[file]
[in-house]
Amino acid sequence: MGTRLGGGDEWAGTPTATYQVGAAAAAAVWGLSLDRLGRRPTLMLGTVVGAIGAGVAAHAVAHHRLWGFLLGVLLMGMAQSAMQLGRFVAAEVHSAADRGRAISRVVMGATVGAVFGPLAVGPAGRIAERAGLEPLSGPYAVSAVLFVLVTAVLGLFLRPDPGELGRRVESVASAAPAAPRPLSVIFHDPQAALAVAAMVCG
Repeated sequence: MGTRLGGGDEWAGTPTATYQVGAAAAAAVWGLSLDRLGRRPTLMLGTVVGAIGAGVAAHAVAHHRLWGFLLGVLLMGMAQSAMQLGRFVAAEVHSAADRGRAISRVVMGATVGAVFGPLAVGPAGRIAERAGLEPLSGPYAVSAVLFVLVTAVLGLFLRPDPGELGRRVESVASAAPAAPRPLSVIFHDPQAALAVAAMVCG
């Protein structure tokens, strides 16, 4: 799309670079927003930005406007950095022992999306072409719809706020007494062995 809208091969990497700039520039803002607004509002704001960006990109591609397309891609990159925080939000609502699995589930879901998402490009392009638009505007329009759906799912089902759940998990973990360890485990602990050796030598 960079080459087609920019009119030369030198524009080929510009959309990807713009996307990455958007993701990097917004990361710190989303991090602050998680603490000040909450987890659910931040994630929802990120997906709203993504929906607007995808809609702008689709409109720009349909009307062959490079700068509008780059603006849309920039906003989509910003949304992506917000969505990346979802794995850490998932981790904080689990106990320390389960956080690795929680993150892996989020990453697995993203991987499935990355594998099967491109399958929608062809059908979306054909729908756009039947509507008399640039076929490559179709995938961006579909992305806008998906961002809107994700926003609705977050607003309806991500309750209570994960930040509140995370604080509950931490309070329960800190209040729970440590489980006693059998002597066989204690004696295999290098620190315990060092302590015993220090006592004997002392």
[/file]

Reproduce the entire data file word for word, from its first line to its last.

[in-house]
Amino acid sequence: MGTRLGGGDEWAGTPTATYQVGAAAAAAVWGLSLDRLGRRPTLMLGTVVGAIGAGVAAHAVAHHRLWGFLLGVLLMGMAQSAMQLGRFVAAEVHSAADRGRAISRVVMGATVGAVFGPLAVGPAGRIAERAGLEPLSGPYAVSAVLFVLVTAVLGLFLRPDPGELGRRVESVASAAPAAPRPLSVIFHDPQAALAVAAMVCG
Repeated sequence: MGTRLGGGDEWAGTPTATYQVGAAAAAAVWGLSLDRLGRRPTLMLGTVVGAIGAGVAAHAVAHHRLWGFLLGVLLMGMAQSAMQLGRFVAAEVHSAADRGRAISRVVMGATVGAVFGPLAVGPAGRIAERAGLEPLSGPYAVSAVLFVLVTAVLGLFLRPDPGELGRRVESVASAAPAAPRPLSVIFHDPQAALAVAAMVCG
């Protein structure tokens, strides 16, 4: 799309670079927003930005406007950095022992999306072409719809706020007494062995 809208091969990497700039520039803002607004509002704001960006990109591609397309891609990159925080939000609502699995589930879901998402490009392009638009505007329009759906799912089902759940998990973990360890485990602990050796030598 960079080459087609920019009119030369030198524009080929510009959309990807713009996307990455958007993701990097917004990361710190989303991090602050998680603490000040909450987890659910931040994630929802990120997906709203993504929906607007995808809609702008689709409109720009349909009307062959490079700068509008780059603006849309920039906003989509910003949304992506917000969505990346979802794995850490998932981790904080689990106990320390389960956080690795929680993150892996989020990453697995993203991987499935990355594998099967491109399958929608062809059908979306054909729908756009039947509507008399640039076929490559179709995938961006579909992305806008998906961002809107994700926003609705977050607003309806991500309750209570994960930040509140995370604080509950931490309070329960800190209040729970440590489980006693059998002597066989204690004696295999290098620190315990060092302590015993220090006592004997002392």